Tuesday, June 10, 2014

Twinkle Twinkle Little Stars

When most people here the song title Twinkle Twinkle Little Star, the common children’s lullaby frequently used in early music education comes to mind. This melody – also used for Baa Baa Black Sheep and The Alphabet Song (copyrighted in Boston in 1835) – originated with the French song Ah! Vous dirais-je, Maman in 1761. Wolfgang Amadeus Mozart, sometimes erroneously credited with composing this melo­dy, composed Variations on “Ah vous dirais-je, Maman (K. 265/ K. 300e) in 1781. 

Less commonly known is the “American Twinkle.” Twinkle Twinkle Little Stars first appeared as a “Schottische” dance tune that became popular with musicians following the Civil War in 1879. A Schottische is a folk dance that features a dotted 8th note followed by a 16th note rhythm producing an exaggerated swung beat. Employing this rhythmic style, American composer and lyricist Fred Macevoy composed the melody and lyrics and it was arranged by J. M. Navoni for Miss Julia Wilson and ballet master Ignacio Martinetti to sing in a vaudeville show. It was Denman Thompson’s successful vaudeville sketch Joshua Whitcomb about a New Hampshire yokel who comes to the big city that propelled this tune into use in many American music genres. As with many popular American songs of that time period, publishers rolled out solo violin and piano versions of the music, orchestrations and choral treatments in addition to the song with lyrics. 

Denman Thompson as Joshua
The Schottische style was popular dance music originating from Bohemia and by the mid-1800s had become a staple in ballroom dance halls all through Europe as well as South and North America. The Schottische exhibited the sort of rhythmic feel that easily translated to other styles. In Bohemia, the dance was also known as the “Polka Tremblante.” In Ireland, it was similar to the “Highland” tunes. In Argentina, the Schottische mixed into the indigenous folk music genre called “Chamame.” In Finland the Schottische groove was the “Jenkka,” in Norway the “Rheinlander,” in Portugal the “Xote” and in Spain the “Chotis. In mid-1800s America, California ballroom variants included the “Five- Step Schottische” and the “Highland Schottische.” In Texas in the early 1900s, this music cross-pollinated with ragtime creating “Ragtime Schottische.”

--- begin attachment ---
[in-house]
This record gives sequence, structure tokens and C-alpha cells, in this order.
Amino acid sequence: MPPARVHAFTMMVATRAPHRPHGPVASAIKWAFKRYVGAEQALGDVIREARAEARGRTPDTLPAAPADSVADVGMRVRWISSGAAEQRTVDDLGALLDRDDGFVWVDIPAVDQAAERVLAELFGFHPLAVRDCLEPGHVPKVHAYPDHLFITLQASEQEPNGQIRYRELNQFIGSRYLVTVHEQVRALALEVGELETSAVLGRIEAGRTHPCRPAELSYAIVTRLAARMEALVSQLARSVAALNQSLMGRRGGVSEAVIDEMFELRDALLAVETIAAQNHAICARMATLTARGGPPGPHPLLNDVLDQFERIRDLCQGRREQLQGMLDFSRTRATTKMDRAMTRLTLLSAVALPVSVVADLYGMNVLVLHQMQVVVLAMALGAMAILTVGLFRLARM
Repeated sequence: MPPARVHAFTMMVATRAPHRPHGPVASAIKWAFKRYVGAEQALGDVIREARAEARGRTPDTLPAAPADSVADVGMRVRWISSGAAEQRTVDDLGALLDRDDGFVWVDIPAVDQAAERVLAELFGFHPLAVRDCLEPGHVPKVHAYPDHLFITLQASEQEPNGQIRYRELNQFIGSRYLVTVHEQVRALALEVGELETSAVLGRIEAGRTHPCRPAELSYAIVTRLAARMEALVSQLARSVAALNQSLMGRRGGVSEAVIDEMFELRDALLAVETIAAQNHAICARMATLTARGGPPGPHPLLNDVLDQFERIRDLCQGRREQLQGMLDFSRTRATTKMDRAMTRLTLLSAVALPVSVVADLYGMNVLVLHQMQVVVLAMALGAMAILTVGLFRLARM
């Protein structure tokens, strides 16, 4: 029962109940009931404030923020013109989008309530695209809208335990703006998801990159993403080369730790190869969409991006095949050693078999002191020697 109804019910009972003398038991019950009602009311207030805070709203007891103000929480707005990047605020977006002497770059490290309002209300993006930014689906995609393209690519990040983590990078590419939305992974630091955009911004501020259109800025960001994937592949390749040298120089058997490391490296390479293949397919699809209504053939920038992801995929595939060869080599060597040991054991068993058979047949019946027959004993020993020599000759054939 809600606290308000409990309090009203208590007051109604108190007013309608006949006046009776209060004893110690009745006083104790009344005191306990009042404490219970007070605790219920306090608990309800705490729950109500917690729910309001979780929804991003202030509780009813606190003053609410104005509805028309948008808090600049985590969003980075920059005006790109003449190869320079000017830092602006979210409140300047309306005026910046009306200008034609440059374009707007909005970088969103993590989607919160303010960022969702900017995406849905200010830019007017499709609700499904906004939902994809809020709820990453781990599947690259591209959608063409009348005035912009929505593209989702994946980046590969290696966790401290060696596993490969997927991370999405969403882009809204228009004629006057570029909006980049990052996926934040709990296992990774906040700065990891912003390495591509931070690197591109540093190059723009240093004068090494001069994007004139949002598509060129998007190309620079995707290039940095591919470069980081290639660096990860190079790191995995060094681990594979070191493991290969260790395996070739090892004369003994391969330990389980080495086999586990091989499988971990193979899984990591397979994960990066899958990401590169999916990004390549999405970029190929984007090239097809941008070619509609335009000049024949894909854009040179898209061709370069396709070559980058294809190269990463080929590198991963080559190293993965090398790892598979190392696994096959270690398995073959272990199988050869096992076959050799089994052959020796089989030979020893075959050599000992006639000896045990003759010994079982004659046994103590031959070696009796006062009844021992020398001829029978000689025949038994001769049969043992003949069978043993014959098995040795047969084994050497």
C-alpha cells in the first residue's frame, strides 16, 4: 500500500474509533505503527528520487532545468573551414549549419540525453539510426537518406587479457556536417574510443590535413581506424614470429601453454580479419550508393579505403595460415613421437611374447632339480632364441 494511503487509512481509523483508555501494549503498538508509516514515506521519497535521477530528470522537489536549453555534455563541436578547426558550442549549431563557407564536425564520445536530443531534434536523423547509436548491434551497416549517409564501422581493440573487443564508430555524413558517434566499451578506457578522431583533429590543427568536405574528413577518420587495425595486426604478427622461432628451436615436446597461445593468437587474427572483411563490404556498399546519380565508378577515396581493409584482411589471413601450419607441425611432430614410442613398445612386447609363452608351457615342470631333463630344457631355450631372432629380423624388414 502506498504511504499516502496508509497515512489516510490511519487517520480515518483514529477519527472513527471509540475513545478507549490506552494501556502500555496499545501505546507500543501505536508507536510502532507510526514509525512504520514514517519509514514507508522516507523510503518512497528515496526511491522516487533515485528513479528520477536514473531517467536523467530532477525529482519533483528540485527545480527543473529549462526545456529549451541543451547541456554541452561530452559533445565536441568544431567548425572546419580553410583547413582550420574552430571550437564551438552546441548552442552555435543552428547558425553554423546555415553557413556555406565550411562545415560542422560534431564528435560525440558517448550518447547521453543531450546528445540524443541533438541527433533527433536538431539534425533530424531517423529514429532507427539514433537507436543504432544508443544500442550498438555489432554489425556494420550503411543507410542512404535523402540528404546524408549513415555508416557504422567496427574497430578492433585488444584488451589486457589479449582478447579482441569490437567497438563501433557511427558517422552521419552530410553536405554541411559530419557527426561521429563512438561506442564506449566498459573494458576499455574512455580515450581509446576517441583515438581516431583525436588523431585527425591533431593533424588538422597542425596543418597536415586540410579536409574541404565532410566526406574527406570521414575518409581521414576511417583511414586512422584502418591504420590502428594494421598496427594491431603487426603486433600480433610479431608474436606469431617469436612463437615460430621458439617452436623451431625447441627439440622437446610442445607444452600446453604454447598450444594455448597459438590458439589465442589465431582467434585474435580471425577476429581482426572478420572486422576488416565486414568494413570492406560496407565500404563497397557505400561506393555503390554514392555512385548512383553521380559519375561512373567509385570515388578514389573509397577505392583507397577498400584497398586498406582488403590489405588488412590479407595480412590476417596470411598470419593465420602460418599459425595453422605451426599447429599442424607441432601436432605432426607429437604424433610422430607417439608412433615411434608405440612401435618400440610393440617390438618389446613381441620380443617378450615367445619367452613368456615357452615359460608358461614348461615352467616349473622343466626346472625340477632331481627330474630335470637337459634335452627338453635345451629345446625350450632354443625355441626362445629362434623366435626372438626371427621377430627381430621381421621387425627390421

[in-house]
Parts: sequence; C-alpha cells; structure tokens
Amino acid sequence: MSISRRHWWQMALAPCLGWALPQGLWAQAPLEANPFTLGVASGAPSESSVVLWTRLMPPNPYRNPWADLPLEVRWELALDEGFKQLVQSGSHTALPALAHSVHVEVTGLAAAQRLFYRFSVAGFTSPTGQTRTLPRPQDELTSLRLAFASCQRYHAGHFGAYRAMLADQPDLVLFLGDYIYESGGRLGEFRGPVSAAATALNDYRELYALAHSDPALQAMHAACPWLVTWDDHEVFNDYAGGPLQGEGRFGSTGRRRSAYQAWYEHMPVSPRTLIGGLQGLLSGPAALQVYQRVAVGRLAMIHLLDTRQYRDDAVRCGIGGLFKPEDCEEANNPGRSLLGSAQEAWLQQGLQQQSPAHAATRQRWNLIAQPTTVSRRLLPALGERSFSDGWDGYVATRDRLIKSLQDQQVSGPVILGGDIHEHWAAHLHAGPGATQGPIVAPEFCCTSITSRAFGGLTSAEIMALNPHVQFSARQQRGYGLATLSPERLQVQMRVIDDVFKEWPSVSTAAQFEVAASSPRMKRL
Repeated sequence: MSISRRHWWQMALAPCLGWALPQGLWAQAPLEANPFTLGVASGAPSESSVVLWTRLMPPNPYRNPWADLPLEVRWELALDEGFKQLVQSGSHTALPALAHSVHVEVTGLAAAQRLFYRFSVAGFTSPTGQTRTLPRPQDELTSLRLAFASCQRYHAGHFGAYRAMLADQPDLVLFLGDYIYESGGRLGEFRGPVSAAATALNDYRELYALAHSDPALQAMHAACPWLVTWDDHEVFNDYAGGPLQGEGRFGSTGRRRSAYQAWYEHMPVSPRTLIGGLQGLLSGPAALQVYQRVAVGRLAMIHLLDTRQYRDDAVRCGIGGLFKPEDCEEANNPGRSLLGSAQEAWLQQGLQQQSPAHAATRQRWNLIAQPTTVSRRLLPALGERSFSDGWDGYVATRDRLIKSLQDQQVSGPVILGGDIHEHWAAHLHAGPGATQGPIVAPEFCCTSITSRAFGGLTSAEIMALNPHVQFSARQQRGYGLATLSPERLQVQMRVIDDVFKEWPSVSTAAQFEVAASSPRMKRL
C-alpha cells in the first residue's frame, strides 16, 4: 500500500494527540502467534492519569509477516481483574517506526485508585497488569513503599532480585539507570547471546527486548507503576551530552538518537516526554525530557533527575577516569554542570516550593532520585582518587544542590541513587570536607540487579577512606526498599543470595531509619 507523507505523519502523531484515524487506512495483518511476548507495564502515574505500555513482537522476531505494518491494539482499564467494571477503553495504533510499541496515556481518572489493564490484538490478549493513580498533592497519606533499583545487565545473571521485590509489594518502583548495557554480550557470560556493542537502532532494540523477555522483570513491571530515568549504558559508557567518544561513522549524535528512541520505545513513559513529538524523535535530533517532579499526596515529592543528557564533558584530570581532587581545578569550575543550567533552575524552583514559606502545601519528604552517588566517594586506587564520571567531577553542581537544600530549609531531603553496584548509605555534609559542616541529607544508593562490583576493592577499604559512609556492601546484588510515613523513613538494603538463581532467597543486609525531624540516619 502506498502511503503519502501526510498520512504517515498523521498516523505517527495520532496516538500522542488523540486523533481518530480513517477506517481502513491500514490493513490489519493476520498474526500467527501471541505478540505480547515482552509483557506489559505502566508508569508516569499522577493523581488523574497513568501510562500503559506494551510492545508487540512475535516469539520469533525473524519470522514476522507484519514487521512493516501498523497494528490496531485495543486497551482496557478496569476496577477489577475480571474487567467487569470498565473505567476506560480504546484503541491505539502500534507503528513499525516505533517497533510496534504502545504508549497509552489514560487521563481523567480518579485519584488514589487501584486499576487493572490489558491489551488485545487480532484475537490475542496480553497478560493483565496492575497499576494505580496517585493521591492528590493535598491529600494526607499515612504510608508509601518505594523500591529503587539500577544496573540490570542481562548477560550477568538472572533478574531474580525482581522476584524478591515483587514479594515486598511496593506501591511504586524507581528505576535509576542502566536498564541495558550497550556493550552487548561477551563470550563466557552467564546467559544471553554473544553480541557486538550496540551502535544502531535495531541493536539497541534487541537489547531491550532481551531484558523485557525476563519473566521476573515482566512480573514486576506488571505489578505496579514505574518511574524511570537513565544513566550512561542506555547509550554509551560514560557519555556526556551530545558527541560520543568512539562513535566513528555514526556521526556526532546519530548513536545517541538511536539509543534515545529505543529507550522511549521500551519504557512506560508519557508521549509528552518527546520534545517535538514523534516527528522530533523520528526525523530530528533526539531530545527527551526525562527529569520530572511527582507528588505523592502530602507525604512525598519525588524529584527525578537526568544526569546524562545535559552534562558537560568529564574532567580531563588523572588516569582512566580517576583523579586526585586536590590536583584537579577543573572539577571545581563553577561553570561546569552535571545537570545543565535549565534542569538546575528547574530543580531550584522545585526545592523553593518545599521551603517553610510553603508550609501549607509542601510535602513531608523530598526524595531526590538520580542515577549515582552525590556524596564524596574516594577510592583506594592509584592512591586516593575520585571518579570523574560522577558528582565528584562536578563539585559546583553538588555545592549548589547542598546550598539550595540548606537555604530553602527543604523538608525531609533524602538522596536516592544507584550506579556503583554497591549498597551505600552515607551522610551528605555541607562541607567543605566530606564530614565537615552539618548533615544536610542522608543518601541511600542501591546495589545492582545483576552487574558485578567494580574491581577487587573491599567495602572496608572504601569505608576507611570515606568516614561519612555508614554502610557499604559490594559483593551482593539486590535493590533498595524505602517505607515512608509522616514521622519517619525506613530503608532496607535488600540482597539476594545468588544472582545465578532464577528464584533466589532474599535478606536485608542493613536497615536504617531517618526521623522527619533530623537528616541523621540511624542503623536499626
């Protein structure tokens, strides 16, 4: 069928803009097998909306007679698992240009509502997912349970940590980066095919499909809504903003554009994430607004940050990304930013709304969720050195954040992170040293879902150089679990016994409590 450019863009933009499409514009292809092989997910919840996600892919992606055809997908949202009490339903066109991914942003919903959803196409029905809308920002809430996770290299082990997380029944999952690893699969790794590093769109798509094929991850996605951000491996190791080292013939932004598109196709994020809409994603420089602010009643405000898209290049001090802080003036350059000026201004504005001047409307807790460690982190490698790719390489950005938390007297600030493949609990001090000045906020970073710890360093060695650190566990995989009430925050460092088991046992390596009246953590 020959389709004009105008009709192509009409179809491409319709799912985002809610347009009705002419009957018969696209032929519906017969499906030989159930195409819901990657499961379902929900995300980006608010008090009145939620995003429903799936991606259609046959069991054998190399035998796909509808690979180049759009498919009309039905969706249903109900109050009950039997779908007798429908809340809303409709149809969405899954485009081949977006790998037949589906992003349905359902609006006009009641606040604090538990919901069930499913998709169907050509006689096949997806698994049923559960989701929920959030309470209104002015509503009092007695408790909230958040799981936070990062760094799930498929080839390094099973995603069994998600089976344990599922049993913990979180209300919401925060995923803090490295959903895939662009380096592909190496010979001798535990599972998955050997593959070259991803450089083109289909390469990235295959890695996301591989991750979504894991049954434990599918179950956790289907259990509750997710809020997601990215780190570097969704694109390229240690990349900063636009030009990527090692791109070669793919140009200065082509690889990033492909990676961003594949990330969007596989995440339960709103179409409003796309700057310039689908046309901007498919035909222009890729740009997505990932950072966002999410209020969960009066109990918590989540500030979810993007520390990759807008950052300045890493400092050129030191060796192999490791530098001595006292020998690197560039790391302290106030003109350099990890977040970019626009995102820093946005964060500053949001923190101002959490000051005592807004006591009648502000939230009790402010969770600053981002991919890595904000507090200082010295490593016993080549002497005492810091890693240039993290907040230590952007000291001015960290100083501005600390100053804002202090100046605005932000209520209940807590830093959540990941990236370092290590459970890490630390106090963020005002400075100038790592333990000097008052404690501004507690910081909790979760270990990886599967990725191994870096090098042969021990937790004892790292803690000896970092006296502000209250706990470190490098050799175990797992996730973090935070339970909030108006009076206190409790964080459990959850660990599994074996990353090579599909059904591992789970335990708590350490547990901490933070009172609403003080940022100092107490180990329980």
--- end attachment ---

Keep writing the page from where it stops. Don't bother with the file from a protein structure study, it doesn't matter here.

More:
The earliest recordings of Twinkle Twinkle Little Stars by fiddlers include versions by Mississippi’s W.T. Narmour and S.W. Smith in 1928 as well as the Schottische dance rendition by Texas fiddle bands like Smith’s Garage Fiddle Band in that same year. The recording of the tune by Bob Wills in 1938 was less Schottische and more Texas swing. As the years went by, the Schottische dance began to fade out of fash­ion as ragtime and swing styles were more widely adopted by American fiddlers. By the mid 1900s, Twinkle Twinkle Little Stars became one of the popular Texas fiddle “tunes of choice” on the fiddle contest circuit. Mostly performed in the ragtime swing tempo, the frequent jumps up to 4th position in the tune’s “B” part and the rendition popularized by the Wills’ band gave fiddle contestants an opportunity to show their shifting and intonation accuracy to fiddle contest judges and audiences. 

In time, swifter tempos took over and the tune became a full-fledged Bluegrass breakdown. The ragtime and swing styles earlier associated with the tune as well as the original Schottische feel became a faint memory. 

This classic tune is a prime example of an American Music gem – a tune that has survived many stylistic treatments and endured for over 150 years. The current version featured here has been developed so much by musicians adding to the melody and changing the rhythmic feel and tempo, that it is hard to imagine these lyrics that came from the original song: The pretty little stars are laughing, love, They speak to me of you, They tell me as the twinkle of above, That you to me are true.

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